The History Graduate Student Association at Indiana University invites panel and individual paper proposals for the Annual Paul Lucas Conference to be held March 23-25, 2012 on the Bloomington campus of Indiana University. The conference "Ruptures and Revolutions: Moments of Change and Unrest" seeks to explore impact and meaning of transformations and unrest in an increasingly global community. Submission deadline: January 4, 2012.
Graduate and undergraduate students, journalists, activists and members of the community who study or actively engage in protests and moments of change are cordially invited to submit papers and posters addressing all topics pertaining to contemporary and past political and social movements; revolutions in technology, medicine, and science; economic and cultural change; and transnational, international, and national revolutions across space, time, and medium.
The conference welcomes submissions from a variety of fields that employ a wide array of methodologies. The committee encourages submissions of pre-organized panels (comprised of three or four panelists, in addition to the chair and a discussant), roundtable sessions, and creative poster presentations. Individual papers are also welcome and will be assigned by the Conference Committee to a suitable panel.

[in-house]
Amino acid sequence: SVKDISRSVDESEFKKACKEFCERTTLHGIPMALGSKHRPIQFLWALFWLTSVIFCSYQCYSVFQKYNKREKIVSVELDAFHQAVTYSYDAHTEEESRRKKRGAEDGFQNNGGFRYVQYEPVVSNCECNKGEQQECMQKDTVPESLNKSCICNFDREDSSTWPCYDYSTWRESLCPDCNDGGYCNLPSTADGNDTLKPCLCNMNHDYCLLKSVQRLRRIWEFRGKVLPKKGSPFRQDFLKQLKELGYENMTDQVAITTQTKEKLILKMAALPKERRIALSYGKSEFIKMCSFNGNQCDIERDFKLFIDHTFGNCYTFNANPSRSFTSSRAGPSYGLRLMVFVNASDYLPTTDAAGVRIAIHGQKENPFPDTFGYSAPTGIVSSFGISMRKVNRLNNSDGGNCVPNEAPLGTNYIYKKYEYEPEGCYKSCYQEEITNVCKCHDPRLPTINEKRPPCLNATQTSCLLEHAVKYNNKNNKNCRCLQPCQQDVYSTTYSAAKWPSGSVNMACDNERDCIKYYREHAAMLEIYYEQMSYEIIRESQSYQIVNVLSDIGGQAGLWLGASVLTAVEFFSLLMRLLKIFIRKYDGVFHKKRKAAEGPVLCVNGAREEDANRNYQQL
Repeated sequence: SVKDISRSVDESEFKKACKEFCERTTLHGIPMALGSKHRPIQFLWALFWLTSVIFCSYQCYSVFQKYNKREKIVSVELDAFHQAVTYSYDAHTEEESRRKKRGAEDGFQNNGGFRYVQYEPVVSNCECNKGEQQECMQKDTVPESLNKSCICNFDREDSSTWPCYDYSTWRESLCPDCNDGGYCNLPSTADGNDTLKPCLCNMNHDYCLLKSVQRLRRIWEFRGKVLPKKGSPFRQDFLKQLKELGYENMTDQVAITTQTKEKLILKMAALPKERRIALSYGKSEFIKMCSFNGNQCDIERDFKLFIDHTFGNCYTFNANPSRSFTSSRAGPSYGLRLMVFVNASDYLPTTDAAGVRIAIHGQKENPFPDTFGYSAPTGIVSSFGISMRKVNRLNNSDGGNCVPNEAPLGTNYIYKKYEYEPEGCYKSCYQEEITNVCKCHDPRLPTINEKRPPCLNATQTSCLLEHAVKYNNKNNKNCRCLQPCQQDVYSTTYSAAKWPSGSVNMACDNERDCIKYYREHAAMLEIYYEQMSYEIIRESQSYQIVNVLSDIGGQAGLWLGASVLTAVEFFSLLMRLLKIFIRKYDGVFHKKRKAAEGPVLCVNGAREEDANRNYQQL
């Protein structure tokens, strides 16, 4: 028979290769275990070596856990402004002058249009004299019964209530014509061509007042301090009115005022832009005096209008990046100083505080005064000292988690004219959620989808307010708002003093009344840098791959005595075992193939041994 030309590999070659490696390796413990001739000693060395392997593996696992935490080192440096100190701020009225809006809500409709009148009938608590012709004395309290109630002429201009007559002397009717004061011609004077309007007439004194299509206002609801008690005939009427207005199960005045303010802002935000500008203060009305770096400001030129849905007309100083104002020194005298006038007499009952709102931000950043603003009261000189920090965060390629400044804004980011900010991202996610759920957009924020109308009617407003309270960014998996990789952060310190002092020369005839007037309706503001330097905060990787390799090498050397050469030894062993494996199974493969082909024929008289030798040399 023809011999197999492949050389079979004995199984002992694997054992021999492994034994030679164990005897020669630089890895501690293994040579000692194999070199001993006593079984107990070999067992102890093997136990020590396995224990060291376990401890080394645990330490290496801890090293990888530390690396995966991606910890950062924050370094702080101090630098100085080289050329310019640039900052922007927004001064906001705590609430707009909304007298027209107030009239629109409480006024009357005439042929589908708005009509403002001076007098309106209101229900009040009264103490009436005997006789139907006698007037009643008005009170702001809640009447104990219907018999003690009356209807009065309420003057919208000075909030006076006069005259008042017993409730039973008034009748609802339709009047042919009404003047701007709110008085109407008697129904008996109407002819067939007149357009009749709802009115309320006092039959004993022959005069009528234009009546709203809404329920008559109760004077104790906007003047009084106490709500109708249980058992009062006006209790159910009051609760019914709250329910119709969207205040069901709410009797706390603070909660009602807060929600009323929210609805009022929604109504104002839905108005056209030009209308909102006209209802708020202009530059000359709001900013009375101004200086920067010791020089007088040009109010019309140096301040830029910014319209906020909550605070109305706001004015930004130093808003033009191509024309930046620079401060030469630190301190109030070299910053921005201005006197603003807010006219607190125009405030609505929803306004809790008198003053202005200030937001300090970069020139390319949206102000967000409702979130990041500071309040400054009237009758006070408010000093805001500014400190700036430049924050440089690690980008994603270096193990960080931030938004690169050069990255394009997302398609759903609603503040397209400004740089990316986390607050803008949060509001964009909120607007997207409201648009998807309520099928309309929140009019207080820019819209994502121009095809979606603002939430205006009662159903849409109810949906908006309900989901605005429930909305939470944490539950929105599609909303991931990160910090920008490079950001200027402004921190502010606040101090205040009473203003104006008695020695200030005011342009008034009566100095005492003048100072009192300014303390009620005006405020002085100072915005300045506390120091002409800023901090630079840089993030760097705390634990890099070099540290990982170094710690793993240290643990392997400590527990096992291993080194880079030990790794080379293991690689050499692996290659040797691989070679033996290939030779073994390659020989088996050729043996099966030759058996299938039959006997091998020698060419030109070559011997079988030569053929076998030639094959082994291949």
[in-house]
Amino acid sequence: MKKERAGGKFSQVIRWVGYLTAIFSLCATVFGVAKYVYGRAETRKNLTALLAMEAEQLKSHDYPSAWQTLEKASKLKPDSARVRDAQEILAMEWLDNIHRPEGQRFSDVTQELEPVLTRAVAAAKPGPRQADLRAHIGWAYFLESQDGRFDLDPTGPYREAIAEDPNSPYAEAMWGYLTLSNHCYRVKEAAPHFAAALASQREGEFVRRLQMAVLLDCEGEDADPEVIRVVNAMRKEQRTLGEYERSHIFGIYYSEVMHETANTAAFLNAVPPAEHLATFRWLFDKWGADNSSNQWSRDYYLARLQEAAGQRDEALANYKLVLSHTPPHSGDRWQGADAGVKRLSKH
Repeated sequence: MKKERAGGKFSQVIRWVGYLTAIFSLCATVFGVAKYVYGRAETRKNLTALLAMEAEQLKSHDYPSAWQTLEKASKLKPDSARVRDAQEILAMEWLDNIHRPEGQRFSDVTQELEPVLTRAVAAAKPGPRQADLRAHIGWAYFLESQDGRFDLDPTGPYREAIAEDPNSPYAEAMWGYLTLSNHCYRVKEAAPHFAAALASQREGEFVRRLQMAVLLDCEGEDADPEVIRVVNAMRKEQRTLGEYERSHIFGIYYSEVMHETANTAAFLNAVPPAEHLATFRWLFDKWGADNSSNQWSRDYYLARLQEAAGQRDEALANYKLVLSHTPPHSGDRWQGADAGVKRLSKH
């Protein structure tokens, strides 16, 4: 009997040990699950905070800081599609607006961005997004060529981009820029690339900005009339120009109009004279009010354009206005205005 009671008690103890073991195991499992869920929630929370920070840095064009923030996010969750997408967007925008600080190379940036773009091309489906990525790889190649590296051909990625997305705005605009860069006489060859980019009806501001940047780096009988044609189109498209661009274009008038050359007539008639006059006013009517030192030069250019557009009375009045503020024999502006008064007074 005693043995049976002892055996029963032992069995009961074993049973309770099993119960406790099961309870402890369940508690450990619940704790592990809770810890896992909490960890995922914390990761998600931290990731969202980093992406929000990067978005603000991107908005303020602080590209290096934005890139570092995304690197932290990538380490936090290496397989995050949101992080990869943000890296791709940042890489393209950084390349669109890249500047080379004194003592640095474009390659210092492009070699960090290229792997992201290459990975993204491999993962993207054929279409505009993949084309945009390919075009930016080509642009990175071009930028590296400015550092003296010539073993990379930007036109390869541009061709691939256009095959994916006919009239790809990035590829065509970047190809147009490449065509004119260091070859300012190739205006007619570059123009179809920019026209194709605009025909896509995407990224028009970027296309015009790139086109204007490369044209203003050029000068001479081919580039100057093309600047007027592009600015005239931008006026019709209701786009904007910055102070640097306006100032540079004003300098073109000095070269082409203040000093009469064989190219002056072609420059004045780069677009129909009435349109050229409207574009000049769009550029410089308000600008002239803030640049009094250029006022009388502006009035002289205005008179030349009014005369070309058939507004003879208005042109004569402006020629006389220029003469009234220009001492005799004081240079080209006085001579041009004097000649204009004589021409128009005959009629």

We ask that interested participants send a short CV, panel proposal, or paper abstract to email@example.com. Panel proposals should include the names of participants, titles and summaries of individual papers. A/V technology will be available to participants.
The deadline for the submission of proposals is January 4, 2012.
Conference participation does not require a registration fee. The HGSA regrets that it cannot provide any travel funding to participants.
Visiting participants should contact firstname.lastname@example.org to inquire about accommodations.
Themes can include, but are not limited to:
- Technology, Medicine, and Science
- Land, Space, and Human Geographies
- Social, International, and Environmental Law
- Performance, Aesthetics, and Tradition
- Oral History and Material Culture
- History, Memory, and Identity
- Environment and Sustainability
- Media and Visual Culture
- Rhetoric, Language, and Representation
- Community Activism and Civil Society